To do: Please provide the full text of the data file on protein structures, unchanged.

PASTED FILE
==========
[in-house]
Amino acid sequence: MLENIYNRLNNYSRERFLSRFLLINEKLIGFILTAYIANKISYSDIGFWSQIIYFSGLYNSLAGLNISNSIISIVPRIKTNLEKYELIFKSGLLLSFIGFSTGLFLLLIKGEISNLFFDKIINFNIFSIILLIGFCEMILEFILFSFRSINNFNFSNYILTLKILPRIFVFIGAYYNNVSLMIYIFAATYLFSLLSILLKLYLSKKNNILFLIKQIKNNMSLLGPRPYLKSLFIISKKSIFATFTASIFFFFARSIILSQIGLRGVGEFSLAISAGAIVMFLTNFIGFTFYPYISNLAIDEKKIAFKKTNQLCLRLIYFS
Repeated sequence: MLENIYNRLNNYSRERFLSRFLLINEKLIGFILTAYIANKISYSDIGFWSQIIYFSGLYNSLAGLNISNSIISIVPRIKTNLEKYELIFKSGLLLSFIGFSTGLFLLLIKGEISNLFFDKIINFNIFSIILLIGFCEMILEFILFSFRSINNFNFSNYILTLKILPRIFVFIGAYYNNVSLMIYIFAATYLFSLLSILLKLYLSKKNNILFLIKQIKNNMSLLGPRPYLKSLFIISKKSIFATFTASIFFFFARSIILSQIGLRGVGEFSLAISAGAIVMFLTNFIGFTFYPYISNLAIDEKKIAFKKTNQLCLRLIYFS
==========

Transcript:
[in-house]
Amino acid sequence: MLENIYNRLNNYSRERFLSRFLLINEKLIGFILTAYIANKISYSDIGFWSQIIYFSGLYNSLAGLNISNSIISIVPRIKTNLEKYELIFKSGLLLSFIGFSTGLFLLLIKGEISNLFFDKIINFNIFSIILLIGFCEMILEFILFSFRSINNFNFSNYILTLKILPRIFVFIGAYYNNVSLMIYIFAATYLFSLLSILLKLYLSKKNNILFLIKQIKNNMSLLGPRPYLKSLFIISKKSIFATFTASIFFFFARSIILSQIGLRGVGEFSLAISAGAIVMFLTNFIGFTFYPYISNLAIDEKKIAFKKTNQLCLRLIYFS
Repeated sequence: MLENIYNRLNNYSRERFLSRFLLINEKLIGFILTAYIANKISYSDIGFWSQIIYFSGLYNSLAGLNISNSIISIVPRIKTNLEKYELIFKSGLLLSFIGFSTGLFLLLIKGEISNLFFDKIINFNIFSIILLIGFCEMILEFILFSFRSINNFNFSNYILTLKILPRIFVFIGAYYNNVSLMIYIFAATYLFSLLSILLKLYLSKKNNILFLIKQIKNNMSLLGPRPYLKSLFIISKKSIFATFTASIFFFFARSIILSQIGLRGVGEFSLAISAGAIVMFLTNFIGFTFYPYISNLAIDEKKIAFKKTNQLCLRLIYFS